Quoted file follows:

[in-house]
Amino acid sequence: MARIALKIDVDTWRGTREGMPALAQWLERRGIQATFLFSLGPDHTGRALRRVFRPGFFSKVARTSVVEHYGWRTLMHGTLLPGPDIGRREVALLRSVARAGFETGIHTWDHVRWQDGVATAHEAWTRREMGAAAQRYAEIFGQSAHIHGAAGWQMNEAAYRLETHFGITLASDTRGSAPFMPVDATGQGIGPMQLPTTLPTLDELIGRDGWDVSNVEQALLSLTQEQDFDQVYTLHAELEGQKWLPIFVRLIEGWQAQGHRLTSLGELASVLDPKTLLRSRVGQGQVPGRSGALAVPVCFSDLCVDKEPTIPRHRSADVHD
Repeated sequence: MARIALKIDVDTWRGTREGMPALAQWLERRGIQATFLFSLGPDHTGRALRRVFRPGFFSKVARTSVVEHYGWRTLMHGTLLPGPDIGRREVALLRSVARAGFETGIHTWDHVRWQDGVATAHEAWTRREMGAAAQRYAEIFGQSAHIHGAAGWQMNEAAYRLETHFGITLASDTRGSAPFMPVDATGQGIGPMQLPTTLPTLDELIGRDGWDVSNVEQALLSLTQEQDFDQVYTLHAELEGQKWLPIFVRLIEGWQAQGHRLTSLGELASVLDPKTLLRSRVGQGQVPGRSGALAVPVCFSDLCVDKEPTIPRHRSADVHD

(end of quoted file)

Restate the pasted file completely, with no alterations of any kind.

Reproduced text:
[in-house]
Amino acid sequence: MARIALKIDVDTWRGTREGMPALAQWLERRGIQATFLFSLGPDHTGRALRRVFRPGFFSKVARTSVVEHYGWRTLMHGTLLPGPDIGRREVALLRSVARAGFETGIHTWDHVRWQDGVATAHEAWTRREMGAAAQRYAEIFGQSAHIHGAAGWQMNEAAYRLETHFGITLASDTRGSAPFMPVDATGQGIGPMQLPTTLPTLDELIGRDGWDVSNVEQALLSLTQEQDFDQVYTLHAELEGQKWLPIFVRLIEGWQAQGHRLTSLGELASVLDPKTLLRSRVGQGQVPGRSGALAVPVCFSDLCVDKEPTIPRHRSADVHD
Repeated sequence: MARIALKIDVDTWRGTREGMPALAQWLERRGIQATFLFSLGPDHTGRALRRVFRPGFFSKVARTSVVEHYGWRTLMHGTLLPGPDIGRREVALLRSVARAGFETGIHTWDHVRWQDGVATAHEAWTRREMGAAAQRYAEIFGQSAHIHGAAGWQMNEAAYRLETHFGITLASDTRGSAPFMPVDATGQGIGPMQLPTTLPTLDELIGRDGWDVSNVEQALLSLTQEQDFDQVYTLHAELEGQKWLPIFVRLIEGWQAQGHRLTSLGELASVLDPKTLLRSRVGQGQVPGRSGALAVPVCFSDLCVDKEPTIPRHRSADVHD